Pixar’s next short, the Miyazaki successor making box office history, more animation news

AnimationFix: Your regular round-up of the latest animation news, from HitFix reporter Emily Rome

Pixar has announced their next short film.

Called Lou, it”s directed by longtime Pixar artist Dave Mullins.

That”s all the details the animation studio has released at this point, along with a little teaser sketch by Mullins on Instagram that reveals the short”s title (and title character?) has something to do with a lost and found bin:


I'm so excited to announce that I'm directing Pixar's next short film “Lou”! #insidepixar #himom

A video posted by Dave Mullins (@dave.mullins) on Sep 28, 2016 at 1:43pm PDT


The studio”s tweet about Lou came right after (probably coincidentally but perhaps fittingly) tweeting out a quotation of Ratatouille“s food critic character, Anton Ego: “The world is often unkind to new talent, new creations. The new needs friends.” Mullins is certainly not a totally new talent – he”s done animation and animation supervisor work at Pixar since 2003″s Finding Nemo – but this is his chance to prove himself in the director”s chair. 

Pixar”s next feature is Cars 3, opening in June. It”s possible Lou will screen in front of that threequel.

More AnimationFix:

• Daisy Ridley gets a part in Peter Rabbit movie: John Boyega isn”t the only Force Awakens star to get an animated movie with rabbits (he has a voice role in the new Watership Down series). Ridley now has a part in Sony”s live-action/animated hybrid take on Beatrix Potter”s classic Peter Rabbit children”s stories, Variety reported earlier this week. It”s not clear from this report whether Ridley and The Night Manager actress Elizabeth Debicki, also joining the film, have voice or live-action roles. As previously announced, Rose Byrne stars in the live-action female lead role of Bea, and James Corden is voicing Peter.

• Body-swapping movie Your Name is a hit in Japan: The film depicts a strange, fantastical gender-swapping of sorts that seems to connect two high schoolers, Mitsuha and Taki. Last week, after 28 days in theaters, Your Name passed the ¥10 billion mark (about $98 million) – it”s the first animated film not made by Hayao Miyazaki or his Studio Ghibli. Your Name director Makoto Shinkai is already being hailed as a successor to the the 75-year-old Miyazaki.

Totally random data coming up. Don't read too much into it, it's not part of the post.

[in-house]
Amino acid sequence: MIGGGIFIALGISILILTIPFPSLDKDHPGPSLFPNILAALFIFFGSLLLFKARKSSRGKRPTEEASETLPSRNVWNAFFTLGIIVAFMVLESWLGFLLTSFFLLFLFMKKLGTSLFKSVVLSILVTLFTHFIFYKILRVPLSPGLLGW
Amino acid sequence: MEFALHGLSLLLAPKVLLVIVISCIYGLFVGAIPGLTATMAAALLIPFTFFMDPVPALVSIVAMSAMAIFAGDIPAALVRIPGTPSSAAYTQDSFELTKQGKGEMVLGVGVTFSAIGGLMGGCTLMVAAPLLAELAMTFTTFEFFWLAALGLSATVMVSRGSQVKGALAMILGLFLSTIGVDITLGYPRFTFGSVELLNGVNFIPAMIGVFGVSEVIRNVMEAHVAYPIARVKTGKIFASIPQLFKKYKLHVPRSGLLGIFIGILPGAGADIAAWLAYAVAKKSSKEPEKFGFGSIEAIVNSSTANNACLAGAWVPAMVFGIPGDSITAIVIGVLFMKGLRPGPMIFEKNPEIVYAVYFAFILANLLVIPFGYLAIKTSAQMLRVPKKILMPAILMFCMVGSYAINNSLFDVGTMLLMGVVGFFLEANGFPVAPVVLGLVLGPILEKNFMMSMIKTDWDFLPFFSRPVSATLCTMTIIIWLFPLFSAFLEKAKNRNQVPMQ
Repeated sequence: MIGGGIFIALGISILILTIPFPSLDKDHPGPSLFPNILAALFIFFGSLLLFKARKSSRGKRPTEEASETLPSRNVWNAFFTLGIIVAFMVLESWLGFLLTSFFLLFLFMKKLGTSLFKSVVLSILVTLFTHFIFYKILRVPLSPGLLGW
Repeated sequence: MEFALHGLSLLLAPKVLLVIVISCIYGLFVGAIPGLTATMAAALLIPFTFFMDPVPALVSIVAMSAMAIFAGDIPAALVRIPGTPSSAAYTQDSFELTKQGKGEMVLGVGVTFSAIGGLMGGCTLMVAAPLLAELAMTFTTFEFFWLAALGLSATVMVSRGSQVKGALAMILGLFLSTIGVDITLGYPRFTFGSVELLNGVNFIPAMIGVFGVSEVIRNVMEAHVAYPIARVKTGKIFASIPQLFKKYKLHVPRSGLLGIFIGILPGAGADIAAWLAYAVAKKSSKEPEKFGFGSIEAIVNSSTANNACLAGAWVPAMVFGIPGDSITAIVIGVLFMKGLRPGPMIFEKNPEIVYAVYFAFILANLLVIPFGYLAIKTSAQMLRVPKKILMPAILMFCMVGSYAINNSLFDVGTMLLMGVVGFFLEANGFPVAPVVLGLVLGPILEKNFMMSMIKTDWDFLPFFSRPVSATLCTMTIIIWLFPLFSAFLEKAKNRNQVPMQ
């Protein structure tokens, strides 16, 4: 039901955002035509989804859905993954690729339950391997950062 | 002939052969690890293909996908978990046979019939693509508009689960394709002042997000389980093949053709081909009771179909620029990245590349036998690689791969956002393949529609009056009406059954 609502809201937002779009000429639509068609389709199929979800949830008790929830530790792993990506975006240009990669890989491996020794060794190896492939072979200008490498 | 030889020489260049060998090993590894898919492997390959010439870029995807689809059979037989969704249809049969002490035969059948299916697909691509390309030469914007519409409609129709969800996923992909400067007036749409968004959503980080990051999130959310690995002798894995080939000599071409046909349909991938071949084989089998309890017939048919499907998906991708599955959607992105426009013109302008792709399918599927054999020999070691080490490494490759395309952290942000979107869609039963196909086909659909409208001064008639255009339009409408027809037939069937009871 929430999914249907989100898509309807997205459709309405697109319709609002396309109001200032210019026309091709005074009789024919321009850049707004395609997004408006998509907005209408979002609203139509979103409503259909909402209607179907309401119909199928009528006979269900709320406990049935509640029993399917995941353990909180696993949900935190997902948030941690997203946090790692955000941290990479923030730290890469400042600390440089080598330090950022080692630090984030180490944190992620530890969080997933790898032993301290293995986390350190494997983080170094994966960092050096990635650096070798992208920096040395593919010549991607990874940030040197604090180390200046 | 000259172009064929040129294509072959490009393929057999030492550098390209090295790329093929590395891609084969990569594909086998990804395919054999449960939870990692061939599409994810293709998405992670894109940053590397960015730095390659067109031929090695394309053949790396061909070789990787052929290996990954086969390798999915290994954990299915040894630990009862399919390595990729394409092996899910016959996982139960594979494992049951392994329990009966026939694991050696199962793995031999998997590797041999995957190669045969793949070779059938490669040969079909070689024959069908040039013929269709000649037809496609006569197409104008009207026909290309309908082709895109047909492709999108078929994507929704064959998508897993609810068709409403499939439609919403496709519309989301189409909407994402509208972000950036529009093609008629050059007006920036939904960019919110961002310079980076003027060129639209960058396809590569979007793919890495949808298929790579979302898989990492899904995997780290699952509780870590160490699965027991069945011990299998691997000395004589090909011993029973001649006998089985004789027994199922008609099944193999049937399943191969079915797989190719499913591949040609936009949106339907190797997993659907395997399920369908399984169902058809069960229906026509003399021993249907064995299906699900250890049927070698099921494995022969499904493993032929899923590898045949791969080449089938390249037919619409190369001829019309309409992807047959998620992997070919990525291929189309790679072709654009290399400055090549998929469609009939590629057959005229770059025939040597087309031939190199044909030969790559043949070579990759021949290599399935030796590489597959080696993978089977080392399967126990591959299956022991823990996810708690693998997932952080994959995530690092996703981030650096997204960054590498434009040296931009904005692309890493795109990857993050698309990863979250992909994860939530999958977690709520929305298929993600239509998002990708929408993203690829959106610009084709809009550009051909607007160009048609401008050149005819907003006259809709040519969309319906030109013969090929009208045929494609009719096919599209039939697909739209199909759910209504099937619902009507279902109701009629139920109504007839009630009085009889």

Phineas and Ferb creators rap about their new show: Dan Povenmire and Jeff “Swampy” Marsh hired a nerdy guy who raps (“Weird Al” Yankovic) to lead the voice cast of Milo Murphy”s Law, and they”re promoting the upcoming Disney XD show with two nerdy rappers – themselves. See them drop rhymes about their new project and say goodbye to Phineas and Ferb in the video below:

The first episode of Milo Murphy”s Law is available to watch for free via iTunes and YouTube now ahead of its official premiere on Monday, October 3.

• French film Long Way North gets reviews ahead of U.S. release: Amid a crowded field of strong entries in animation categories this awards season, Long Way North is emerging as a potential contender. It”s the directorial debut of Rémi Chayé, the first assistant director and a storyboard artist on The Secret of Kells, which earned an Oscar nomination in 2010. Set in the late 19th century, Long Way North follows a Russian teen on a dangerous journey to the North Pole in search of her explorer grandfather. It”s set to hit U.S. theaters this Friday after a festival circuit that started with Annecy last year. American critics are praising it for the “stunning stylized visuals” of its hand-drawn animation and its celebration of girl power, but it”s getting criticism for “flat characters.”

• ABC trims its order for Imaginary Mary: The live-action/animation hybrid had an order of 13 episodes, but the network has reduced that to nine (including the pilot), according to Deadline. The show, already set for a midseason premiere, stars Jenna Elfman as a woman whose childhood imaginary friend reappears in her life – that imaginary friend, created via CGI, is going through some animation tweaks which reportedly motivated the decision to produce a shorter first season.